I'm using this IC (https://www2.mouser.com/datasheet/2/609/ADM1270-878589.pdf) to control the current and the voltage on some of the outputs of a PCB that controls the power to other PCBs, which have several sensitive components like microcontrollers and other semiconductors.

This IC controls the gate of a pmos. I'm thinking about using this MOSFET (https://www2.mouser.com/datasheet/2/389/sts10p4llf6-956791.pdf).

The IC gate current is very low (GATE Pull-Down (On) Current = 25 uA), and the MOSFET gate has a fair amount of charge (Total gate charge = 34nC), so I did the math: Q=it => t= 1.36 ms, which is the amount of time to switch the MOSFET without any resistor (I think...). If I use a resistance to limit the current the time to switch will increase even more.

My doubts are:

  • Are my assumptions/calculations correct?
  • How long do I have before my sensitive components get fried? Is 2 ms of delay on my protection IC good enough?

My objective is not only to protect singular components, but also to know which subsystems are functional and to be able to isolate the damage, if it can't be prevented completely.

(Context) I'm a Mechanical Engineering student doing an electronics project in an automotive context.

Thank you in advance for the help!

  • 1
    \$\begingroup\$ It's not clear that the things you are hoping this will protect against are the things it was designed to protect against - specifically it seems aimed more at loads that draw excessive current, than at externally introduced stresses that would typically damage things like microcontrollers. You probably should explain a bit about the adverse conditions you are trying to prevent. \$\endgroup\$ – Chris Stratton Oct 3 '18 at 17:49
  • \$\begingroup\$ Done! Thank you for the advice. I do think the IC fits my needs. Even if it only opens the circuit 2 ms after some fault, it's still better than any fast actin fuse i've seen since it can open as soon as it passes the treshold, while fuses take longer the closer to the treshold the fault is \$\endgroup\$ – David Ribeiro Oct 3 '18 at 18:27
  • \$\begingroup\$ You've still not stated a requirement for which this seems suitable. This is basically an overcurrent protection device. MCU's are not typically damaged by overcurrent, but rather by overvoltage. It's not to say it could have no benefit, but it would not really protect against the primary threats that typically exist to the type of parts you are trying to protect. \$\endgroup\$ – Chris Stratton Oct 3 '18 at 21:05
  • \$\begingroup\$ It also has overvoltage, undervoltage, and it's very flexible, I can pick my tresholds. Besides i can connect the output 'PowerGood' to the MCU and see the real time state of each system in my interface. I undertstand I'm focusing in CMOS components because i don't understand as much the standards of protection for this components but current protection is needed for purposes besides protecting the sensitive components. Meanwhile you helped me a little as i now understand that this components are more susceptible to overvoltage events. Thank you! \$\endgroup\$ – David Ribeiro Oct 4 '18 at 13:53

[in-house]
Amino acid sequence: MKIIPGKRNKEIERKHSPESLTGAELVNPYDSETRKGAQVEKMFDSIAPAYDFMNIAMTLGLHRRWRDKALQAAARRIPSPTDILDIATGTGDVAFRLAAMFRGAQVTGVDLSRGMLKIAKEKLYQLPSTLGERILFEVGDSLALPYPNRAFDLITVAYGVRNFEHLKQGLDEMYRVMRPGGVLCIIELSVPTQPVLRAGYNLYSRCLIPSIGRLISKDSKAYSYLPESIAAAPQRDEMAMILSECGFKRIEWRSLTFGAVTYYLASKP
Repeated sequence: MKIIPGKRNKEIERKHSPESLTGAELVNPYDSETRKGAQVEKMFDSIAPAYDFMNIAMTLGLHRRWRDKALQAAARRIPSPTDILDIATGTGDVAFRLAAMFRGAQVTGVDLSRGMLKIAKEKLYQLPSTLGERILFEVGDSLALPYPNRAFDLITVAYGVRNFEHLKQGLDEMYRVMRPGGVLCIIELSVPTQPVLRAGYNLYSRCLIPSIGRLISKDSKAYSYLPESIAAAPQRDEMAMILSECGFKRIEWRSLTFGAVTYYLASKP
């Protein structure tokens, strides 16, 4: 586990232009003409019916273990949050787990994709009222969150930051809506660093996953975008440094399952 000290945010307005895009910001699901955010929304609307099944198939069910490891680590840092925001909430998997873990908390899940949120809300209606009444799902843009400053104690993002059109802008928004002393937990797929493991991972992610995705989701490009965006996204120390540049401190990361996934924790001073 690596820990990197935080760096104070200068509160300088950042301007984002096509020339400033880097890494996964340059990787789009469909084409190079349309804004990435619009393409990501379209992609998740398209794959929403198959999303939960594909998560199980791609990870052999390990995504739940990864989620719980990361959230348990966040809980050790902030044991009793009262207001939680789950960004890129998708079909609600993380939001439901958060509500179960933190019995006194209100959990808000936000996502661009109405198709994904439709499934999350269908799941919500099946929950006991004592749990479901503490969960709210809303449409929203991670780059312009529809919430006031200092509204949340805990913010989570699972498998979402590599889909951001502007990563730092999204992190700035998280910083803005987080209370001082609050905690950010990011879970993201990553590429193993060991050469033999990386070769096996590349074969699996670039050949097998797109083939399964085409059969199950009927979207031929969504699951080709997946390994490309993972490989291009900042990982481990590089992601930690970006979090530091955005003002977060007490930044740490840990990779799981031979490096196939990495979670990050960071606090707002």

Check the datasheet of each component in your system and find the table of maximum allowable voltages and currents. If you exceed the maximum allowable ratings of any of your components then you must assume that they are instantly damaged. This damage may cause an obvious, immediate failure of your circuit or it may cause a failure a short time later.


Define all the automotive compliance specs you must meet and the mechanical and electrical energy being switched.

This gets reflected back when stopping and must get dumped somewhere.

Usually an active switch or power diode returns the energy stored back into Vbat with an ultra-low ESR cap shunted with the battery low ESR.

Long cables have an effective series inductance ESL typically 1uH/m which with low ESR and low RdsOn will cause ringing and thermal losses in FET. So define these and it can be modelled easily. TBD

Each component has surge energy limit defined in active parts by the Safe Operating area SOA chart and passive parts by the max ripple current.(rms)

Component temp rise depends on thermal Rja. [W/‘C] with some thermal time constant depending mass and to some extent thermal velocity.

If you don’t know already, E(L)=1/2LI^2 or E(C)=1/2 CV^2 and you should know the inertial energy stored.


Ok so the conclusion i reached with the help of the other answers/comments and more searching is that microcontrollers and other semiconductors are more susceptible to overvoltage.

Overvoltage failures typically happen due to a breakdown of an insulation layer and may be caused by external factors. This events are fast and additional protection like a TVS or a zener in parallel is more appropriate.

Overcurrent failure is usually caused by some internal failure (such as a fried capacitor turning into a short) and the best approach form the point of view of sensible components is:

  • To prevent it from happening by protecting/good design of those other components.
  • Good design around the pins, limiting inrush currents and over-stress through the use of a series resistor.

As for my calculations they are invalid since the current wont be constant, there will be a peak of inrush current to feed the GATE capacitance, meaning that it will be way faster, but on the other hand the current will reach a peak of 180mA assuming a trace resistance of 13mΩ (simulated on LTSpice). This value is way above the 25uA typical current but it will only last 1ns, so it should be fine. This current could be reduced with a series resistor, but the typical application circuit given in the datasheet doesn't use any series resistor, corroborating the hypotheses that this peak is fine.


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